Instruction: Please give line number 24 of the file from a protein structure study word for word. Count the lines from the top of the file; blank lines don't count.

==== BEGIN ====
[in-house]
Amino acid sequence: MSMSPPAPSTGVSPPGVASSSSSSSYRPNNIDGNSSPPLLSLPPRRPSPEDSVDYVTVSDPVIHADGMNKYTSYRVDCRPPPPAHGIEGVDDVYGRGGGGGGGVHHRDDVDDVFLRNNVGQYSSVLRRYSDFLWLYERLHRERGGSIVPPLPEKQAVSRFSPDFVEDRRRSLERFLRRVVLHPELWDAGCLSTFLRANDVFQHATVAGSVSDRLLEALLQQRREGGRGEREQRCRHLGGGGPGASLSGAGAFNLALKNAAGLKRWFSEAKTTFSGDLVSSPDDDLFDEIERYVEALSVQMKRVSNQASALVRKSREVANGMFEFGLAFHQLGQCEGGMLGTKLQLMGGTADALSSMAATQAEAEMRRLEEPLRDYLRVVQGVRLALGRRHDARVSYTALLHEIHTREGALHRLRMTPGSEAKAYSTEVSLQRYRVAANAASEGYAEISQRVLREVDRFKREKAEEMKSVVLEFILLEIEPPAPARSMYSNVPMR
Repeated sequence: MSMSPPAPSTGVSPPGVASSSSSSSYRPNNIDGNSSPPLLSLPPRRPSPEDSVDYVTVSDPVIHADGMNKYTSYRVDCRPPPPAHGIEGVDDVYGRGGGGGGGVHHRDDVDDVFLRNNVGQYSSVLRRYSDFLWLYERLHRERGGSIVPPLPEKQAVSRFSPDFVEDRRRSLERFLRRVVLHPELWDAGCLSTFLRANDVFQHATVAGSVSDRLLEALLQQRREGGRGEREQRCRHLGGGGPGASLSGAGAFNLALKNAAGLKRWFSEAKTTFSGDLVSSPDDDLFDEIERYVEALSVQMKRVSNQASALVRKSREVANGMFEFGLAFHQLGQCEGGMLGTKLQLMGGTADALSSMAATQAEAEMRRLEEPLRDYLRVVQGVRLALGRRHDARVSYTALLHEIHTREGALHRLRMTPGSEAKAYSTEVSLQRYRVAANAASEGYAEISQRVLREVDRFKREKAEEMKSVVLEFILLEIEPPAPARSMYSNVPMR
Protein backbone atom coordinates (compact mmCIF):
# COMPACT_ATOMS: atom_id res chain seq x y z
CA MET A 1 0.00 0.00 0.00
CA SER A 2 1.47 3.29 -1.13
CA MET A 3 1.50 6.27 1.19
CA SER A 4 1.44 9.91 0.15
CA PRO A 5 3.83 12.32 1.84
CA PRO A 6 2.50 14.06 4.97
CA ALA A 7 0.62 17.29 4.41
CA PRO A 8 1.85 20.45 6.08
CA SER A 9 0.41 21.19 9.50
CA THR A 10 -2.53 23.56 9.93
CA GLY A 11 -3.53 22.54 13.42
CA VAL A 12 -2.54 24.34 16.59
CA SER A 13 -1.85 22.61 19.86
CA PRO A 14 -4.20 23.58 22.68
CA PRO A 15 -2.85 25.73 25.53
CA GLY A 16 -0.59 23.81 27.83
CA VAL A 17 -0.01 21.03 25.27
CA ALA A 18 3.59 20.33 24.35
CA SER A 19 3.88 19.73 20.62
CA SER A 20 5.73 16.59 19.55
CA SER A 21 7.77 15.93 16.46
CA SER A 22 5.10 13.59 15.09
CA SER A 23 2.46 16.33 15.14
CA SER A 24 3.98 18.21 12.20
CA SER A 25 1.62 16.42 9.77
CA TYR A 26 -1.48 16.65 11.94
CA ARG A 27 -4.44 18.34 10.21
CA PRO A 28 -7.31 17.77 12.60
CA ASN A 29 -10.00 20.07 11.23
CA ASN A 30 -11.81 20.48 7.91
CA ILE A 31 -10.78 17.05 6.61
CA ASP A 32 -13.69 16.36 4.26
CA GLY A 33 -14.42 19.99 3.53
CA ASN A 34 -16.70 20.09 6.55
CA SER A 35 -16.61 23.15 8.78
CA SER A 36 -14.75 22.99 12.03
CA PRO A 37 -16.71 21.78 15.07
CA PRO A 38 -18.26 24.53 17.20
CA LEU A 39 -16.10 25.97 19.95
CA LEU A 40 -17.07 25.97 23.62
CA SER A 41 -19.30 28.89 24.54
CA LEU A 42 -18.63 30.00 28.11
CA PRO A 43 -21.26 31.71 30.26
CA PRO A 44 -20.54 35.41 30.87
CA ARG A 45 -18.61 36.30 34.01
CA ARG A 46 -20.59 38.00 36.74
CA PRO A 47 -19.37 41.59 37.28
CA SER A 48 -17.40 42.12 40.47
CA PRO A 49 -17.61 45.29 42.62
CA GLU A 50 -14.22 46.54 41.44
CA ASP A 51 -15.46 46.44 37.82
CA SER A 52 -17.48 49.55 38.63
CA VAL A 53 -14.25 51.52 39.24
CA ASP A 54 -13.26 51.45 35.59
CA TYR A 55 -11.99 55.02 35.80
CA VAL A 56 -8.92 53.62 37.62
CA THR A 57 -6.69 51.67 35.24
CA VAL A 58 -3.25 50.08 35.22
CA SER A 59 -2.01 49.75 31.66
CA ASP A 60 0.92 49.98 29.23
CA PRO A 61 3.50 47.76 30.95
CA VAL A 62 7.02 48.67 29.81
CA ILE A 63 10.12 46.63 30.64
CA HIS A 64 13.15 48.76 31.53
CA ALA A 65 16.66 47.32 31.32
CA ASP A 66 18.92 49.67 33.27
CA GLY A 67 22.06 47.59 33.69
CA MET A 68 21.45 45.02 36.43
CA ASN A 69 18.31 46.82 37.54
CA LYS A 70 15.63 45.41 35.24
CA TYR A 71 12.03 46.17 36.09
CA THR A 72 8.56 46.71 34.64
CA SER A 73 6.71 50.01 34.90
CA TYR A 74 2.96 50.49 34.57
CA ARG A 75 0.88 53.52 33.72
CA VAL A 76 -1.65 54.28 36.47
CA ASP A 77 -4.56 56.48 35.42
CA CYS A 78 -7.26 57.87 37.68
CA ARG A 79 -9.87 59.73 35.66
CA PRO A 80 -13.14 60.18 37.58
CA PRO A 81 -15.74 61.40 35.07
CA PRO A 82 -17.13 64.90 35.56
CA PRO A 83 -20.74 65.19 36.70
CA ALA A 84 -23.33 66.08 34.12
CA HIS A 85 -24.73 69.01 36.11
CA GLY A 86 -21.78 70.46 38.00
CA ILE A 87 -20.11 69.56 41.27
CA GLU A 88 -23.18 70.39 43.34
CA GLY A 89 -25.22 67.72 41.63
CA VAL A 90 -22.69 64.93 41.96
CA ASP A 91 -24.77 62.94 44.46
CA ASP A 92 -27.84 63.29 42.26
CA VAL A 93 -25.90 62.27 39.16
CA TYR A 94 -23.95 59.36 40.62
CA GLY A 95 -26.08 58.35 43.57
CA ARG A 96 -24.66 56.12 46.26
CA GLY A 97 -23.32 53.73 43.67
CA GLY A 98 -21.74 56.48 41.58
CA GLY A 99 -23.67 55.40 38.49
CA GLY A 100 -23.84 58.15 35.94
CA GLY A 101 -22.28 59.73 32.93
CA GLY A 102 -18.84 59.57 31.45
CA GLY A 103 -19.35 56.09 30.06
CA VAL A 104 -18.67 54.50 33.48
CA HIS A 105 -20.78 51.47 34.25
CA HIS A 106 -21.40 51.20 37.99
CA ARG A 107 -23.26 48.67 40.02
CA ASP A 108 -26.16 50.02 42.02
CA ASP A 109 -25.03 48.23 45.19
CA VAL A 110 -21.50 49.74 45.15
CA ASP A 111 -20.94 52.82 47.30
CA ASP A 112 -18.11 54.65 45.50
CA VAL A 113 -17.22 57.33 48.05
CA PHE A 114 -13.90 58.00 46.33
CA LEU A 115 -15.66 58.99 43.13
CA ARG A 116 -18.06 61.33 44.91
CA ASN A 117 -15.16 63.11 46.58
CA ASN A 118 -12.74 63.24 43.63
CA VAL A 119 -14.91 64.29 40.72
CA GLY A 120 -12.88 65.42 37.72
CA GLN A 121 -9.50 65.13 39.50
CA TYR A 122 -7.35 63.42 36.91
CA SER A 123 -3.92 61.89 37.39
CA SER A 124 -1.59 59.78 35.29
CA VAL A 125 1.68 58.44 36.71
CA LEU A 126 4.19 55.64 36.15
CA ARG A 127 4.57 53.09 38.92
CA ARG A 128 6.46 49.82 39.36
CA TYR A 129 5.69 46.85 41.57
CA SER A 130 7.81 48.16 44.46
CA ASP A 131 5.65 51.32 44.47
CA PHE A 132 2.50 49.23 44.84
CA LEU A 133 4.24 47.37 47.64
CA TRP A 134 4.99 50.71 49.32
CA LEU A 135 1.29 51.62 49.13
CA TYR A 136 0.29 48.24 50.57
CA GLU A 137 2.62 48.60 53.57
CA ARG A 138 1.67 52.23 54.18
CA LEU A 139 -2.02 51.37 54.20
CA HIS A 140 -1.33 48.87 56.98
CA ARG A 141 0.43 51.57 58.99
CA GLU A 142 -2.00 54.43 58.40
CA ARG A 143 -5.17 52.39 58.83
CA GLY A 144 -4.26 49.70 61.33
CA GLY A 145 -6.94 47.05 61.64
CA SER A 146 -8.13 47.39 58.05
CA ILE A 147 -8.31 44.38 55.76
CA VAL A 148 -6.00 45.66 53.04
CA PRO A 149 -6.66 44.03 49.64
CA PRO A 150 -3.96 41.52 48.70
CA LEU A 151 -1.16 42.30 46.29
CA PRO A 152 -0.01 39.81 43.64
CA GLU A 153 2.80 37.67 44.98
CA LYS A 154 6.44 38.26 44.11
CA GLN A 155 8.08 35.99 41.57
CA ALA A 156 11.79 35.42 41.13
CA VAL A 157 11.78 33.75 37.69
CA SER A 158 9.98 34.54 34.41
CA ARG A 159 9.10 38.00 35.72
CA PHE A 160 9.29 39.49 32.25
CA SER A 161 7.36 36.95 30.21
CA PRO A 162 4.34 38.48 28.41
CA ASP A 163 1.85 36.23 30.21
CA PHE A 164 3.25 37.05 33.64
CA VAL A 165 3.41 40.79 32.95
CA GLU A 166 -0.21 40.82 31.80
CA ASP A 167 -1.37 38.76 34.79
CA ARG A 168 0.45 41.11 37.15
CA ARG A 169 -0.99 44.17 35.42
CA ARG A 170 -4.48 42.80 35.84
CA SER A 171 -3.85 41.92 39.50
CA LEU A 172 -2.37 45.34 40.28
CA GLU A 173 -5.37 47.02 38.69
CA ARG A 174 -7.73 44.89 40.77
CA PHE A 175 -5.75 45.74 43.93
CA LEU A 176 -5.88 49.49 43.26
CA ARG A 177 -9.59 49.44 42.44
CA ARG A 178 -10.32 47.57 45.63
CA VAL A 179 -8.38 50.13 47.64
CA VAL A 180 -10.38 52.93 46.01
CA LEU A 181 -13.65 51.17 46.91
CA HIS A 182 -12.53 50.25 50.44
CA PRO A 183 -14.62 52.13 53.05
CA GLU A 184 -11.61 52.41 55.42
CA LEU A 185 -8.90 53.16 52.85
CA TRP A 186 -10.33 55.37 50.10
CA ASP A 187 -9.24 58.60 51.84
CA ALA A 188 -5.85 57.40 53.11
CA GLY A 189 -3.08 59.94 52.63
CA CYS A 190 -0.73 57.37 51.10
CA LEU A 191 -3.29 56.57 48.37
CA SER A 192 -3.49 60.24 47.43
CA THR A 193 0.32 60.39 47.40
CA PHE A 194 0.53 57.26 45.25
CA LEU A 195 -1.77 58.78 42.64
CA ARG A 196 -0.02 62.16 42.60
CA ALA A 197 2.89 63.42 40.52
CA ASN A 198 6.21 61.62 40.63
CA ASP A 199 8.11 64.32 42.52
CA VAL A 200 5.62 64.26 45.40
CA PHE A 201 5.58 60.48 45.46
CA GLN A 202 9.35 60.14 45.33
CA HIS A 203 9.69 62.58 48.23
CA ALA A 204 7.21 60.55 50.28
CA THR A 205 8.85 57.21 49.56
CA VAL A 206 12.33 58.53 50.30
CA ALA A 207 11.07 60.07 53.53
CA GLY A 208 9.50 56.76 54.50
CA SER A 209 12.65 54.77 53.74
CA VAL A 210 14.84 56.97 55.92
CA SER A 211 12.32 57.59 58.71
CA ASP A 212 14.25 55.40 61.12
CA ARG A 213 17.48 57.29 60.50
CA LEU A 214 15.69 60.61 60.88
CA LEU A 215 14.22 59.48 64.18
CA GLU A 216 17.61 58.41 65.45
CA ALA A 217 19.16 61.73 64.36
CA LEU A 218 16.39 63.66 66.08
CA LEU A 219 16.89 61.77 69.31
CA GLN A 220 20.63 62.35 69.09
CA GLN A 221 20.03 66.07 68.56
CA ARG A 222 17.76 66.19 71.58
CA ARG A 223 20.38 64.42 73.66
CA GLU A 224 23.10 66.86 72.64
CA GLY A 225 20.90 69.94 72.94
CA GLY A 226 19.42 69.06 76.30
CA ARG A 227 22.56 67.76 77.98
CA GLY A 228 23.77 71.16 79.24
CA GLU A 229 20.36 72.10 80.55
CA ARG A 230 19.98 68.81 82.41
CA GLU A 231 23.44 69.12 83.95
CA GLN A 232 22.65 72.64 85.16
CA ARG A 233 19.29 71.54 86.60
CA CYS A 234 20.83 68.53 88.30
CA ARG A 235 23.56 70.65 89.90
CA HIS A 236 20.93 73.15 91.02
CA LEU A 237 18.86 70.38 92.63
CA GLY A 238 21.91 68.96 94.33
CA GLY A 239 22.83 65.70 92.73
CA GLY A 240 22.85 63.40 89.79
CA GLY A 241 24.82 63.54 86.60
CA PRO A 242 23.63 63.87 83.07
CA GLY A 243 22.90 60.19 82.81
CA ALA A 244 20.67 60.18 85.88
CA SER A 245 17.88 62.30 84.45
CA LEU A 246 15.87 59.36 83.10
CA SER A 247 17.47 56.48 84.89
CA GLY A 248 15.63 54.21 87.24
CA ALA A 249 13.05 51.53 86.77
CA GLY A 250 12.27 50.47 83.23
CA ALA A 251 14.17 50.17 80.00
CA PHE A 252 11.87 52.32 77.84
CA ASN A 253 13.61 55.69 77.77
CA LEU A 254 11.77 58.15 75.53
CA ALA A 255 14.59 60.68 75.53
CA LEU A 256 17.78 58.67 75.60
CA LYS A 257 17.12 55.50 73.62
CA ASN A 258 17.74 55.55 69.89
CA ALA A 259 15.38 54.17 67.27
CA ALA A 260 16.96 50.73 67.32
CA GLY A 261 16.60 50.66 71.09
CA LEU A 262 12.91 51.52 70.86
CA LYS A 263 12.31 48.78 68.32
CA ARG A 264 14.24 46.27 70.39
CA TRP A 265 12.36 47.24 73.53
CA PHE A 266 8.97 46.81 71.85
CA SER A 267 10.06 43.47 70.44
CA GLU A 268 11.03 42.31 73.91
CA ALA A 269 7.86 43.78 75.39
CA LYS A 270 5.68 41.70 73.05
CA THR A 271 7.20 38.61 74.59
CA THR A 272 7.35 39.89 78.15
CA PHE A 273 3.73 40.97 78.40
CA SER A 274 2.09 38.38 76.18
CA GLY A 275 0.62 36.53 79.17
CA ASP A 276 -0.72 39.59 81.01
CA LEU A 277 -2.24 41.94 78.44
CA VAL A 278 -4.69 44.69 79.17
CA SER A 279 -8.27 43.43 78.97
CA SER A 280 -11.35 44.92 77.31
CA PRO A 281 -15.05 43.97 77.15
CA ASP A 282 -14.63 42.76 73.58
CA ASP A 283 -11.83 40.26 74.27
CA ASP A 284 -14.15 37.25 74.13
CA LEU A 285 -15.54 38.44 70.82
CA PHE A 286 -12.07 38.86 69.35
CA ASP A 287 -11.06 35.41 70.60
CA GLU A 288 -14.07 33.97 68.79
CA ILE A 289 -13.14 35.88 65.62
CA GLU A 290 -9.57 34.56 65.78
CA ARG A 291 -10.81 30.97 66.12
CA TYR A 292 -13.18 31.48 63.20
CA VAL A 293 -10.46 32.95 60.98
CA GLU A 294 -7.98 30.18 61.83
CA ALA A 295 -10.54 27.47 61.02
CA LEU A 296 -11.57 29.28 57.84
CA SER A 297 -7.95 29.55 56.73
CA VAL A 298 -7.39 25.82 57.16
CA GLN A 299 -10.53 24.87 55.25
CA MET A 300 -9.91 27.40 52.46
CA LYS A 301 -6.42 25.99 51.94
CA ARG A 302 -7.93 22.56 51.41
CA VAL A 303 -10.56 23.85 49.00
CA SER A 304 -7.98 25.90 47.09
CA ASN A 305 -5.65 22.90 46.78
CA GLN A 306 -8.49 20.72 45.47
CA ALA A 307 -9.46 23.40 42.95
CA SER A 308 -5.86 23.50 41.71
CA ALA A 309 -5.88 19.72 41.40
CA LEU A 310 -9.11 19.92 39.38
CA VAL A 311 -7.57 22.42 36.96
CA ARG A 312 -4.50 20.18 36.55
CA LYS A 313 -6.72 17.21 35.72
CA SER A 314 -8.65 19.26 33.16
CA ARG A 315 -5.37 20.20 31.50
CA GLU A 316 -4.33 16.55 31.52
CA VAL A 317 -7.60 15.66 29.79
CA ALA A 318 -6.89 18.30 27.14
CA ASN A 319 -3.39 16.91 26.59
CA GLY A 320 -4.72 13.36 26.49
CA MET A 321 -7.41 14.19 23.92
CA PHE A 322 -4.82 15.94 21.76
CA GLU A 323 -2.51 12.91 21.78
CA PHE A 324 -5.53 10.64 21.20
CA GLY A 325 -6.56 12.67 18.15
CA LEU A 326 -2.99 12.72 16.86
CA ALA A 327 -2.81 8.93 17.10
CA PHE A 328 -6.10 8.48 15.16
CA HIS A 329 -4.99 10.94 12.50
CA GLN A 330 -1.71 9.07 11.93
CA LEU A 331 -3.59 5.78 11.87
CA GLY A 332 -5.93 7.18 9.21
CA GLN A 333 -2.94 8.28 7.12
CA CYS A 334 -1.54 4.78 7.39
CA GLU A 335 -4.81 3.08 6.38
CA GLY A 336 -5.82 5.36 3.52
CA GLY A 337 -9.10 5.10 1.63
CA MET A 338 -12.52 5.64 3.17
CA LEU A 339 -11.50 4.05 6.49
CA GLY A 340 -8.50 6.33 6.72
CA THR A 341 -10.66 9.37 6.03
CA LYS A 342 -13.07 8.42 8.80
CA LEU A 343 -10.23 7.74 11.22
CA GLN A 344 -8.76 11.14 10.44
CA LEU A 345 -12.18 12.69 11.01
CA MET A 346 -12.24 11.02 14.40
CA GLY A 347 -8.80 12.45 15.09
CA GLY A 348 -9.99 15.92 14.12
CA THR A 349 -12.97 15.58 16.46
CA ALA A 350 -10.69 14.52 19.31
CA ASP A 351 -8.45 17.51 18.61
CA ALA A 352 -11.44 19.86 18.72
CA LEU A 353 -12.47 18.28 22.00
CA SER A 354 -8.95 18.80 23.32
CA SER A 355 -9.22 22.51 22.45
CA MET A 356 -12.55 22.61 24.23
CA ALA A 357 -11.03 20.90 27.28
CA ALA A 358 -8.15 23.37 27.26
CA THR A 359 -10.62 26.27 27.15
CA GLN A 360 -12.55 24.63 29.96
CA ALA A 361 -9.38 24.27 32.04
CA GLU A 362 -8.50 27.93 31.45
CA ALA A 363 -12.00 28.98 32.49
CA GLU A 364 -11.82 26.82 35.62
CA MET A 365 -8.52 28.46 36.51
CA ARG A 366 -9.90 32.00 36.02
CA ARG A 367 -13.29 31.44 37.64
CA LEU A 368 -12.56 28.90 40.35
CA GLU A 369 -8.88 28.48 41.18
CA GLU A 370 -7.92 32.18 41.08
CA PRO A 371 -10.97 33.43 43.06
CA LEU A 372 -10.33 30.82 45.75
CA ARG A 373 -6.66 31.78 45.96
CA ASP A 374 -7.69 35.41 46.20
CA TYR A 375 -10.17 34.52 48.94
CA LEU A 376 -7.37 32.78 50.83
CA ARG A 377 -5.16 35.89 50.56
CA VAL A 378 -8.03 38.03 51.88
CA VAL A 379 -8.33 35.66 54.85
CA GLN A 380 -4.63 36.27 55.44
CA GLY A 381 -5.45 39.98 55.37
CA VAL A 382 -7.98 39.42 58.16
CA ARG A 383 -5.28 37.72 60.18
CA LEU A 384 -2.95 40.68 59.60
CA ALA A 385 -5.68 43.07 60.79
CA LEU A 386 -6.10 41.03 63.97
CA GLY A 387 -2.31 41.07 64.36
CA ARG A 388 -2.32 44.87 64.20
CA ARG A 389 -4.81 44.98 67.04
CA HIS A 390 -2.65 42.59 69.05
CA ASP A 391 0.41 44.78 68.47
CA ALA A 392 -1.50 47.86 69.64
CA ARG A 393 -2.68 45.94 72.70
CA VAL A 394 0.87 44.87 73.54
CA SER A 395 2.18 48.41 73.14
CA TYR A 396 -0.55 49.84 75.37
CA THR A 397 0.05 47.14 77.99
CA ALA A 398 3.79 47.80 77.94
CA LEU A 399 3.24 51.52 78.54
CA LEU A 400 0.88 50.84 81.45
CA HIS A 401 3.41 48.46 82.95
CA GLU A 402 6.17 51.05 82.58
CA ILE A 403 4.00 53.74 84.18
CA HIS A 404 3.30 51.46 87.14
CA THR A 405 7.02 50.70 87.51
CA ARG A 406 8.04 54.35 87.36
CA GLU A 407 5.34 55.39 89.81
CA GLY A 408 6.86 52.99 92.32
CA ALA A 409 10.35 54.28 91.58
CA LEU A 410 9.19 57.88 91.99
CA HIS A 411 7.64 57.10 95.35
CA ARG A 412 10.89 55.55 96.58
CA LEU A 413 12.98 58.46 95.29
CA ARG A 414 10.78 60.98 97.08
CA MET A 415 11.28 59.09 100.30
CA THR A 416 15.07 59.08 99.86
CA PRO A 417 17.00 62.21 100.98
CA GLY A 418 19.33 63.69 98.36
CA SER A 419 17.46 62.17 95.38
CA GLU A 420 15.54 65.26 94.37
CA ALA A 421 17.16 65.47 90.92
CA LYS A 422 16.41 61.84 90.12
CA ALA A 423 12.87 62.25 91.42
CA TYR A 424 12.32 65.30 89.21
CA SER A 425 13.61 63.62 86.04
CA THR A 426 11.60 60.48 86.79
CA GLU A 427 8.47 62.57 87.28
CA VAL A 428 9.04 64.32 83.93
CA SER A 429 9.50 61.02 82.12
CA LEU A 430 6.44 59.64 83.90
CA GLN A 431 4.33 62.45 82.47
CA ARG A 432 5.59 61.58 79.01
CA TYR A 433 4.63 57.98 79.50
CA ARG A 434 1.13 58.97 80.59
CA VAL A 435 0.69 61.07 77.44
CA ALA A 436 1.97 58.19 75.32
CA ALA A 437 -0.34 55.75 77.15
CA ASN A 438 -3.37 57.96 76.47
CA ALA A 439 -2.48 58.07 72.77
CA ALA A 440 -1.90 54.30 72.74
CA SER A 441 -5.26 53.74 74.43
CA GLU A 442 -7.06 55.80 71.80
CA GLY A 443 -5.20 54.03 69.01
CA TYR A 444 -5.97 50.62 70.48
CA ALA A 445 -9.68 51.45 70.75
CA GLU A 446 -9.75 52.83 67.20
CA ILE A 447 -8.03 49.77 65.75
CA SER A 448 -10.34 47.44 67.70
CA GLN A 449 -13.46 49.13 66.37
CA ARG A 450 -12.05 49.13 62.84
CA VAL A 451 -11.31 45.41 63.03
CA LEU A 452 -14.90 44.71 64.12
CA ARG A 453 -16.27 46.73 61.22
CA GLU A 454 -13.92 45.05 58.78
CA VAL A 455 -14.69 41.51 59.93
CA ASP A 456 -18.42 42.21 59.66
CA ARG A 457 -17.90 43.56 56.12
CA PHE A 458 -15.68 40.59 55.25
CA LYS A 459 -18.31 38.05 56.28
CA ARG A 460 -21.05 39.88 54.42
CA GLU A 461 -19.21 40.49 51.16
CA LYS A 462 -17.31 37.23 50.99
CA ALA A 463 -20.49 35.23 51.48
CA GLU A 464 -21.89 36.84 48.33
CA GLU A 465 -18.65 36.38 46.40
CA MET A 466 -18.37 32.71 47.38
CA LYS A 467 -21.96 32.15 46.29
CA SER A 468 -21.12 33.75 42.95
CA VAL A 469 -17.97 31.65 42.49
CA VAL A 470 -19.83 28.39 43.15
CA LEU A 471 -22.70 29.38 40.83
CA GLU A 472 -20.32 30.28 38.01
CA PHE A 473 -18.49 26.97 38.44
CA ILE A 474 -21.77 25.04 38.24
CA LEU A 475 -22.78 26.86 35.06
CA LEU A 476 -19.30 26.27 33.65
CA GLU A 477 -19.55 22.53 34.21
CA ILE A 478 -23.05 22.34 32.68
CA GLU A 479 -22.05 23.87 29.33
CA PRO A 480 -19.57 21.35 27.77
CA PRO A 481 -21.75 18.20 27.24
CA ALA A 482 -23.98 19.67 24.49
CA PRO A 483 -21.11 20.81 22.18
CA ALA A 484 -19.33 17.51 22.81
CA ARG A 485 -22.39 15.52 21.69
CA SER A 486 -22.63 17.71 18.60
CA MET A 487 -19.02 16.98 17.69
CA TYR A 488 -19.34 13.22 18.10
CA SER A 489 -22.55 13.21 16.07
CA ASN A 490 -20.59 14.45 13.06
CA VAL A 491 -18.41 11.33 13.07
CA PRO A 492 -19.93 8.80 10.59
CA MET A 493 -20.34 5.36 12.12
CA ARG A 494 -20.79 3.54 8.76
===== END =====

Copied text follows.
CA SER A 19 3.88 19.73 20.62